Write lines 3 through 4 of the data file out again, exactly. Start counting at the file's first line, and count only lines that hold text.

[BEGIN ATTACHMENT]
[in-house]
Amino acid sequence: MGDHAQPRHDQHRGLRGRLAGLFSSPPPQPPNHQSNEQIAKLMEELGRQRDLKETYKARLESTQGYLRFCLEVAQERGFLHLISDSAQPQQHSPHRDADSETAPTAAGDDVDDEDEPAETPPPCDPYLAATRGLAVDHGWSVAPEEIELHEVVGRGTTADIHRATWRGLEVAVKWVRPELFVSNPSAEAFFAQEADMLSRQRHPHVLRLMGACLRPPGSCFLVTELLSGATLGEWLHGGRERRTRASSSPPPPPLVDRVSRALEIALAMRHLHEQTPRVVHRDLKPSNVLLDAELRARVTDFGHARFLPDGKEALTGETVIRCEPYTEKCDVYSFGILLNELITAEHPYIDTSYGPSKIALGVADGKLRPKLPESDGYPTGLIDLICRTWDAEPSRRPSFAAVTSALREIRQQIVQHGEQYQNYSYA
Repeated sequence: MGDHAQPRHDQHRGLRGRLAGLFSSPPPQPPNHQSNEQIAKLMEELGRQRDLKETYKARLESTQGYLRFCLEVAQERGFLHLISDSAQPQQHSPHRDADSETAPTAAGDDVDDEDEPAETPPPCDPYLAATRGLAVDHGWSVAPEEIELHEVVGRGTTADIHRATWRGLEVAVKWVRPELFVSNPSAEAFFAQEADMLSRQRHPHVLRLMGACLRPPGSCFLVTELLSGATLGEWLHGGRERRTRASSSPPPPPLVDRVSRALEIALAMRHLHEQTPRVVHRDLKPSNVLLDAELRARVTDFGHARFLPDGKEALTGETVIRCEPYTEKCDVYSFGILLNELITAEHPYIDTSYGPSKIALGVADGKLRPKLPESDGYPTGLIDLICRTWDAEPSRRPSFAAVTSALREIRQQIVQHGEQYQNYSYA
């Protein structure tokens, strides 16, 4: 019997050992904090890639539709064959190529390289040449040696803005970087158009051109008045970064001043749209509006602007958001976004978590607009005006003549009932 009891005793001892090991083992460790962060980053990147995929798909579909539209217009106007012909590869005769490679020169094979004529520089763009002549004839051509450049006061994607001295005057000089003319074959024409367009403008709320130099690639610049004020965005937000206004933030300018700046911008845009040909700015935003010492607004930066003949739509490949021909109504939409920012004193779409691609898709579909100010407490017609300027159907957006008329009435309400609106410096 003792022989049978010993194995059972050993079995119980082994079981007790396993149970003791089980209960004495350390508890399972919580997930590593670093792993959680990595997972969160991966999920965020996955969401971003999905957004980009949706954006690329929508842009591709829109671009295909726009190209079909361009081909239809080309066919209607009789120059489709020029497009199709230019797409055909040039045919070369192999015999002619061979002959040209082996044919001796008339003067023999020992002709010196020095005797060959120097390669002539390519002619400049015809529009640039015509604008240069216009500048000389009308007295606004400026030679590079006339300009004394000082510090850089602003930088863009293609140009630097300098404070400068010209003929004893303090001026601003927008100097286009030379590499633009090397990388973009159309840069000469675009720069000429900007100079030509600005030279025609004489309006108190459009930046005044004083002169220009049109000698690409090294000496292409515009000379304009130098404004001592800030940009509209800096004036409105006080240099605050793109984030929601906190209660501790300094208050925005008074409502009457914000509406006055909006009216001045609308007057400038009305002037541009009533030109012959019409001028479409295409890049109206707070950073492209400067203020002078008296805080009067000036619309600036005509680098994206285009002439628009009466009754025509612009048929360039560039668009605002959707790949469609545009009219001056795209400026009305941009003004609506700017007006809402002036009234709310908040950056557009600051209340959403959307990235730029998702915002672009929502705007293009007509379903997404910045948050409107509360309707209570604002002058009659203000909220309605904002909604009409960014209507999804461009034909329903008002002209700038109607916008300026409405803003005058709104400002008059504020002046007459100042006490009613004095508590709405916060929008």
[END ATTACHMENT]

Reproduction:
Repeated sequence: MGDHAQPRHDQHRGLRGRLAGLFSSPPPQPPNHQSNEQIAKLMEELGRQRDLKETYKARLESTQGYLRFCLEVAQERGFLHLISDSAQPQQHSPHRDADSETAPTAAGDDVDDEDEPAETPPPCDPYLAATRGLAVDHGWSVAPEEIELHEVVGRGTTADIHRATWRGLEVAVKWVRPELFVSNPSAEAFFAQEADMLSRQRHPHVLRLMGACLRPPGSCFLVTELLSGATLGEWLHGGRERRTRASSSPPPPPLVDRVSRALEIALAMRHLHEQTPRVVHRDLKPSNVLLDAELRARVTDFGHARFLPDGKEALTGETVIRCEPYTEKCDVYSFGILLNELITAEHPYIDTSYGPSKIALGVADGKLRPKLPESDGYPTGLIDLICRTWDAEPSRRPSFAAVTSALREIRQQIVQHGEQYQNYSYA
């Protein structure tokens, strides 16, 4: 019997050992904090890639539709064959190529390289040449040696803005970087158009051109008045970064001043749209509006602007958001976004978590607009005006003549009932 009891005793001892090991083992460790962060980053990147995929798909579909539209217009106007012909590869005769490679020169094979004529520089763009002549004839051509450049006061994607001295005057000089003319074959024409367009403008709320130099690639610049004020965005937000206004933030300018700046911008845009040909700015935003010492607004930066003949739509490949021909109504939409920012004193779409691609898709579909100010407490017609300027159907957006008329009435309400609106410096 003792022989049978010993194995059972050993079995119980082994079981007790396993149970003791089980209960004495350390508890399972919580997930590593670093792993959680990595997972969160991966999920965020996955969401971003999905957004980009949706954006690329929508842009591709829109671009295909726009190209079909361009081909239809080309066919209607009789120059489709020029497009199709230019797409055909040039045919070369192999015999002619061979002959040209082996044919001796008339003067023999020992002709010196020095005797060959120097390669002539390519002619400049015809529009640039015509604008240069216009500048000389009308007295606004400026030679590079006339300009004394000082510090850089602003930088863009293609140009630097300098404070400068010209003929004893303090001026601003927008100097286009030379590499633009090397990388973009159309840069000469675009720069000429900007100079030509600005030279025609004489309006108190459009930046005044004083002169220009049109000698690409090294000496292409515009000379304009130098404004001592800030940009509209800096004036409105006080240099605050793109984030929601906190209660501790300094208050925005008074409502009457914000509406006055909006009216001045609308007057400038009305002037541009009533030109012959019409001028479409295409890049109206707070950073492209400067203020002078008296805080009067000036619309600036005509680098994206285009002439628009009466009754025509612009048929360039560039668009605002959707790949469609545009009219001056795209400026009305941009003004609506700017007006809402002036009234709310908040950056557009600051209340959403959307990235730029998702915002672009929502705007293009007509379903997404910045948050409107509360309707209570604002002058009659203000909220309605904002909604009409960014209507999804461009034909329903008002002209700038109607916008300026409405803003005058709104400002008059504020002046007459100042006490009613004095508590709405916060929008």